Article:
[Date Prev][Date Next][Thread Prev][Thread Next][Date Index][Thread Index]

Re: REFLECTOR: Carbon fiber vs. E-glass

Al Gietzen wrote:

>   carbon
>   a waste of money.

  I could not disagree more.  The problem here is rigidity.  The model "T" Ford
had this twisting around the doors problem and Henry fixed it on the model "A"
by putting large steel box frames around the doors and members across the roof.
(he also got rid of the "Mags"!.....yes as Dan Maher put it our "modern"
airplanes are stone age)

90% of all structural problems are compression so tensile strength has very
little to do with it.  In real life carbon is much higher in compression than
glass because it is so rigid that it doesn't start to buckle.  It also takes off
axis loads much better because of this rigidity.  Any kind of carbon across the
roof between the four hinges does wonders to the rigidity by completing the load
path started by the carbon side beams.  I put heavy carbon on the whole roof
area above the doors.

You can make test coupons with EZ-poxy of glass and of carbon and test
deflection and twist for your self.  This matrix (resin) works to make a very
rigid part with carbon.  Carbon lams also take higher temps even with the same
resin system.

Carbon makes a stronger lighter airplane and cost far less than labor, engines
and equipment.  It is the best bargain in your airplane.  Buy 12K (heavy) not 6K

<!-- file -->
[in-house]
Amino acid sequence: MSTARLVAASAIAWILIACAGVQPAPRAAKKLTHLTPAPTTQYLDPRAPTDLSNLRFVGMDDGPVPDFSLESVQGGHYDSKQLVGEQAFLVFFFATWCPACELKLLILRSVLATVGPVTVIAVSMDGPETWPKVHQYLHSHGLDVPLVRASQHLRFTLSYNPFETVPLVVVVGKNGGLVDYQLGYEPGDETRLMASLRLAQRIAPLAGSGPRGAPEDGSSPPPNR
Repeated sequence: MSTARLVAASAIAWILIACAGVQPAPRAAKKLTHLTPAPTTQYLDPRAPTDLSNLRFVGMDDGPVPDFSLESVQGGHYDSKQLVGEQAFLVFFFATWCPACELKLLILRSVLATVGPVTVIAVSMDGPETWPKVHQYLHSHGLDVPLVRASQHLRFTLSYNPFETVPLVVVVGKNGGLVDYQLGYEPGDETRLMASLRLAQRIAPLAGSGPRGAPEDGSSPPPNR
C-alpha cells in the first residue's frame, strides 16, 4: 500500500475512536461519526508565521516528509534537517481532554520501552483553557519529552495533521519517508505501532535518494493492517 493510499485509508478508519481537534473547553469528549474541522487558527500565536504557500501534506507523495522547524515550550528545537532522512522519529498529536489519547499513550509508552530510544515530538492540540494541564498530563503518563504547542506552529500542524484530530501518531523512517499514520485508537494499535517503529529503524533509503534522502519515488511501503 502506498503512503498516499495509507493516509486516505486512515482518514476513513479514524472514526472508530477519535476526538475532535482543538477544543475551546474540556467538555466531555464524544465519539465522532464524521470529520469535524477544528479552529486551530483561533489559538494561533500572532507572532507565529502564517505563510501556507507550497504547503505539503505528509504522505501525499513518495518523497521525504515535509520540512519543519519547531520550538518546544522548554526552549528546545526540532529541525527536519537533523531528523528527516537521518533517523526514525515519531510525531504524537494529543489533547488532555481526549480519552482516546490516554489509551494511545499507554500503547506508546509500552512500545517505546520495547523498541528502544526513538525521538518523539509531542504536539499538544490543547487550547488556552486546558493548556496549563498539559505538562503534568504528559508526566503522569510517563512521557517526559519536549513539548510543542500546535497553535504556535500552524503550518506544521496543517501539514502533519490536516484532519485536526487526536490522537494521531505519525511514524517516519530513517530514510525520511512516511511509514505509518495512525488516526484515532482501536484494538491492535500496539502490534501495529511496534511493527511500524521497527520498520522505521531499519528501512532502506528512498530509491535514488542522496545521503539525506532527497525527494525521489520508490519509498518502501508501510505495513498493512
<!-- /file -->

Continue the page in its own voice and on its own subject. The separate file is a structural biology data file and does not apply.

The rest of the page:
or 3K(fine) carbon it is less $$ per pound and less layers to put in.  12K uni
with sticky string works great in many areas and will not fracture on impact if
a glass fine bid on a bias is layed over it.

All carbon airplanes are glassed together with fiberglass so as to not fracture
at the intersections.  Assembling fiberglass airplanes with carbon is supposed
to be a no-no but I've done it and crashed it and it held together.  Strange.
Don't use carbon for tape glass because it may just peel out over flexing glass
but heavy carbon reinforcements hybridized with glass stay put.  Study load
paths and remember carbon is so rigid that it will always try to carry the whole
load when put with glass.  Either fan out the load into fiberglass or tie it
into more carbon continuing on....ie the top of the door post.

Carbon is dangerous to work with.  You should always use a dust mask even when
just cutting it with scissors small particles fly up into your lungs causing the
miners black lung disease.  Always wash your hands after touching the dry cloth
and don't touch your face.  Use peel ply too make it lay down better, help
prevent those invisable(stealth) air bubbles and save some dangerous tough
grinding.  If a splinter breaks off under your skin get it out because it is
organic, it WILL get infected and fester.      Great stuff!

As our planes get faster and bigger and equipment more and more expensive using
fiber glass does not make much sense.  It is heavy and like rubber.  Making a
expensively equipped airplane out of fiberglass makes about as much sense as
making a sailing yacht that has a titanium mast and Kevlar sails out of ferro

Al and Simon this is a hot topic.  Thanks for bringing it up.  Pultrusions of
Boron make the best spar caps and hardware should be titanium not steel or
aluminum.  Molds should be made bigger so more can be made monolithic under
pressure with less final assembly and weight.  Powerplants should have only one
moving part...a high-by-past turbo fan.   Landing gear should be just a simple
cushion of air.  Were does it stop? Good thing Dan and Duane have kept their
thumb on me all these years or I would have pushed the Velocity R&D and kit cost
through the roof and out of the market with high tech.  The key is the right
compromise that we call medium tech.

Back to building mostly fiberglass wings.

Alan Shaw